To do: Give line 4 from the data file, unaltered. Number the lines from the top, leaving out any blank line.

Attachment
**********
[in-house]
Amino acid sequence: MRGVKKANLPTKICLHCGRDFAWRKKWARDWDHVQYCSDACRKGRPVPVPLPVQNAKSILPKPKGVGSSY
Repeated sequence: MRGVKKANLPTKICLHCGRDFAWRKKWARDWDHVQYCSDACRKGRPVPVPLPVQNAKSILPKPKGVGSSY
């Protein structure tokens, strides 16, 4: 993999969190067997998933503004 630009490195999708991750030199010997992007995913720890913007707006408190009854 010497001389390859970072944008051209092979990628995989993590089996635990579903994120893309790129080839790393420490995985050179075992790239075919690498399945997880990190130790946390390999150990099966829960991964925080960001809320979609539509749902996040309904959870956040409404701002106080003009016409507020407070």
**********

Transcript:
């Protein structure tokens, strides 16, 4: 993999969190067997998933503004 630009490195999708991750030199010997992007995913720890913007707006408190009854 010497001389390859970072944008051209092979990628995989993590089996635990579903994120893309790129080839790393420490995985050179075992790239075919690498399945997880990190130790946390390999150990099966829960991964925080960001809320979609539509749902996040309904959870956040409404701002106080003009016409507020407070």